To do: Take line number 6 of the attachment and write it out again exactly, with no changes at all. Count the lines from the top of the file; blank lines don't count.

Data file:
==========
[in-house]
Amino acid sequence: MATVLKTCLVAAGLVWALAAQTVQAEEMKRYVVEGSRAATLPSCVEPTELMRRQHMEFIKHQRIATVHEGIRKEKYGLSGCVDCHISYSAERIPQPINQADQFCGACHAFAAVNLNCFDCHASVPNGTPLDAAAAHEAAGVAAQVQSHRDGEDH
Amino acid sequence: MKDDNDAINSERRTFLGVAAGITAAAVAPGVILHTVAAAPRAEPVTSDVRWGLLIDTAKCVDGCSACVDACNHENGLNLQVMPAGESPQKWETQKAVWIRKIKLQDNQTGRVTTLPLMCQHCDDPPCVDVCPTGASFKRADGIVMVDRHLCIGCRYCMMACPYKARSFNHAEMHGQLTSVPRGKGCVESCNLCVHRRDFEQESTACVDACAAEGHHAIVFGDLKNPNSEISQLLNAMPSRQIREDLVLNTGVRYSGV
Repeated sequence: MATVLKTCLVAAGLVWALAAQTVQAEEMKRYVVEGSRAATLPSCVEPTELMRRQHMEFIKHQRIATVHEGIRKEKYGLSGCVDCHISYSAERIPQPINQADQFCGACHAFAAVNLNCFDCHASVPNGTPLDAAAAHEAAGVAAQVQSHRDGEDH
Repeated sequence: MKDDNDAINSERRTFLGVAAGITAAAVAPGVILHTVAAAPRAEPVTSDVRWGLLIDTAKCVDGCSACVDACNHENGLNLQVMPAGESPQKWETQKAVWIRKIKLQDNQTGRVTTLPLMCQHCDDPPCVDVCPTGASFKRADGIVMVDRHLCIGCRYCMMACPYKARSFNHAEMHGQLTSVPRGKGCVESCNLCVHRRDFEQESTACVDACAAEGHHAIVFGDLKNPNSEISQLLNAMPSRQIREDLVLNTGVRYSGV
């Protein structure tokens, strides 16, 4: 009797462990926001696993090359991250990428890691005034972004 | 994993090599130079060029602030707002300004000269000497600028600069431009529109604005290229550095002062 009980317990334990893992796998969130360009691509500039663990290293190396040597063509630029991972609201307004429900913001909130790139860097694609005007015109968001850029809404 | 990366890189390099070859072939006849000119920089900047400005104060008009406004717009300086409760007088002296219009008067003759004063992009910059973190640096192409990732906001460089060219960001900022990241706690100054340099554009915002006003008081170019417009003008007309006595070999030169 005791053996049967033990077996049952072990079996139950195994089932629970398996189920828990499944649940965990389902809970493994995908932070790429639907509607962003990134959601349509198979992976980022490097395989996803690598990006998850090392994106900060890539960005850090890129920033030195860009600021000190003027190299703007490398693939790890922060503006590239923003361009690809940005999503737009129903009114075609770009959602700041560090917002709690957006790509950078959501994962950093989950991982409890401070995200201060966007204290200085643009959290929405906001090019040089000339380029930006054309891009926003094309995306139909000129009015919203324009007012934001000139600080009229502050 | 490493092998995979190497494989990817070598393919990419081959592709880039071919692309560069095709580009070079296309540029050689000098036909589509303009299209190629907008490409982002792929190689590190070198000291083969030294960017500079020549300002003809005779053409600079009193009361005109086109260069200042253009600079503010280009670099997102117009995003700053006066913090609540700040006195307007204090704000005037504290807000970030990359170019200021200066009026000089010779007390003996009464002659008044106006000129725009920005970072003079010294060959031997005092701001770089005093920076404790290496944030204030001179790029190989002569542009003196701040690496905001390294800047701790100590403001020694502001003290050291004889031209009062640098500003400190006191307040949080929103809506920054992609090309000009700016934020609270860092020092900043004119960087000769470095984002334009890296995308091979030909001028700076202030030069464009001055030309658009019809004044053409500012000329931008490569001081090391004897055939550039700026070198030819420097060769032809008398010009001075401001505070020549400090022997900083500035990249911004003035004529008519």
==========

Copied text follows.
């Protein structure tokens, strides 16, 4: 009797462990926001696993090359991250990428890691005034972004 | 994993090599130079060029602030707002300004000269000497600028600069431009529109604005290229550095002062 009980317990334990893992796998969130360009691509500039663990290293190396040597063509630029991972609201307004429900913001909130790139860097694609005007015109968001850029809404 | 990366890189390099070859072939006849000119920089900047400005104060008009406004717009300086409760007088002296219009008067003759004063992009910059973190640096192409990732906001460089060219960001900022990241706690100054340099554009915002006003008081170019417009003008007309006595070999030169 005791053996049967033990077996049952072990079996139950195994089932629970398996189920828990499944649940965990389902809970493994995908932070790429639907509607962003990134959601349509198979992976980022490097395989996803690598990006998850090392994106900060890539960005850090890129920033030195860009600021000190003027190299703007490398693939790890922060503006590239923003361009690809940005999503737009129903009114075609770009959602700041560090917002709690957006790509950078959501994962950093989950991982409890401070995200201060966007204290200085643009959290929405906001090019040089000339380029930006054309891009926003094309995306139909000129009015919203324009007012934001000139600080009229502050 | 490493092998995979190497494989990817070598393919990419081959592709880039071919692309560069095709580009070079296309540029050689000098036909589509303009299209190629907008490409982002792929190689590190070198000291083969030294960017500079020549300002003809005779053409600079009193009361005109086109260069200042253009600079503010280009670099997102117009995003700053006066913090609540700040006195307007204090704000005037504290807000970030990359170019200021200066009026000089010779007390003996009464002659008044106006000129725009920005970072003079010294060959031997005092701001770089005093920076404790290496944030204030001179790029190989002569542009003196701040690496905001390294800047701790100590403001020694502001003290050291004889031209009062640098500003400190006191307040949080929103809506920054992609090309000009700016934020609270860092020092900043004119960087000769470095984002334009890296995308091979030909001028700076202030030069464009001055030309658009019809004044053409500012000329931008490569001081090391004897055939550039700026070198030819420097060769032809008398010009001075401001505070020549400090022997900083500035990249911004003035004529008519």